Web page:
Splitting A Single Drop of Blood
York House School
Floor Location : M 214 D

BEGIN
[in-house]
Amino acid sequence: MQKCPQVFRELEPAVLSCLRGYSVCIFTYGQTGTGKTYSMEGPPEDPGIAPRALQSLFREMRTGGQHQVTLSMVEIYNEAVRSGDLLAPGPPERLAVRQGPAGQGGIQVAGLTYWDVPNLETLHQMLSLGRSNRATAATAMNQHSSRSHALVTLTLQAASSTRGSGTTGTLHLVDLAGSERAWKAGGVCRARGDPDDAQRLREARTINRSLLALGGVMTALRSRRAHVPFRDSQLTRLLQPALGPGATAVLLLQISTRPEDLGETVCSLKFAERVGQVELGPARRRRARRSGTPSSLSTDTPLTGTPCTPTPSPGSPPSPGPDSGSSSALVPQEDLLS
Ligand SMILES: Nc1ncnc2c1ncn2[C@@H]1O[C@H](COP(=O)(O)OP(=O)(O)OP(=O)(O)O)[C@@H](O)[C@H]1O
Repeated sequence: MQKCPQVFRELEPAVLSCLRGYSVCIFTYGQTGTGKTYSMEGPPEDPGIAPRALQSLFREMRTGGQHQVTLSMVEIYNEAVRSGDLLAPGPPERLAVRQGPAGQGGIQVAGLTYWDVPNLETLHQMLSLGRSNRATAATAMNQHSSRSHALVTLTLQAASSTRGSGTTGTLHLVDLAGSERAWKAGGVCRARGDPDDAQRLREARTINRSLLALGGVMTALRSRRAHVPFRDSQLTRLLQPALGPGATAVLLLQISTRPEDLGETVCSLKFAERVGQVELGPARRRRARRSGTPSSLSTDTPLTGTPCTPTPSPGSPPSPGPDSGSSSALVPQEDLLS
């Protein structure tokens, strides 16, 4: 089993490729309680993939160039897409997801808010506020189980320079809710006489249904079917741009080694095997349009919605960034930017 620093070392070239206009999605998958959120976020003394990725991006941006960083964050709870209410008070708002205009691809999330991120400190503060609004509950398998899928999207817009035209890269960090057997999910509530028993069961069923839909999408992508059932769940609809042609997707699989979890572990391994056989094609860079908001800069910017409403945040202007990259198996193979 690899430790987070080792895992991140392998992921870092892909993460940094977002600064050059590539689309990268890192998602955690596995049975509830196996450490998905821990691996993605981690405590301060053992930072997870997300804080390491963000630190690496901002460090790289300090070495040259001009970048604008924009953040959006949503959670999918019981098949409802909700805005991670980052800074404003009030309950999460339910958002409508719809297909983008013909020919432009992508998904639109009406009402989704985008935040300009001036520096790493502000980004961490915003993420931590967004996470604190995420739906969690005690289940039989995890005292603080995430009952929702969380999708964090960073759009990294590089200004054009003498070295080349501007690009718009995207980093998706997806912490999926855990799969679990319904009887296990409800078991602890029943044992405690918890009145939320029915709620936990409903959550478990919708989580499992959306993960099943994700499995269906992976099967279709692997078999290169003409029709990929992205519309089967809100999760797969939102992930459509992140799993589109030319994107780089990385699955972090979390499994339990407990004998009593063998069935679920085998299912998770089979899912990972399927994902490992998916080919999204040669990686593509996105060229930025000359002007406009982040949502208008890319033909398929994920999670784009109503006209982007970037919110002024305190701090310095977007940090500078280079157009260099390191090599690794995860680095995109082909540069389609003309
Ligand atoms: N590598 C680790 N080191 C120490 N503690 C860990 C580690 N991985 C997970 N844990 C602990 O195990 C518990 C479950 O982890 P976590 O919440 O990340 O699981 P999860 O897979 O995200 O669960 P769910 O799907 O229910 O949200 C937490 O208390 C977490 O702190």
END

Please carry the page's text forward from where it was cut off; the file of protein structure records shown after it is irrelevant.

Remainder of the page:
I have been working with Dr. Bixia Ge, a research scientists at Simon Fraser University. We are working with the idea of the lotus effect and superhydrophobicity to determine how one droplet of blood can be used to test multiple cancer markers simultaneously. We have explored all the laws and principles necessary to achieve this by observing water droplets and their contact angles on different materials in labs. After learning about the factors that lead to superhydrophobicity and a high contact angle, such as surface material and surface structure, we began exploring how we could control the hydrophobicity of specific areas of different materials. The rationale behind this was so that we would be able to guide a single droplet of blood down multiple paths leading to different cancer markers. We dipped a piece of paper into a solution with 5mL of Hexane and 5 mL of 0.1% OTS. Then after drying it, we exposed only parts of the paper to UV light, covering the rest with aluminum foil. After this process, we were able to guide a single droplet of water down different paths simultaneously. This allows us to test a single droplet of blood with many cancer markers, all at the same time.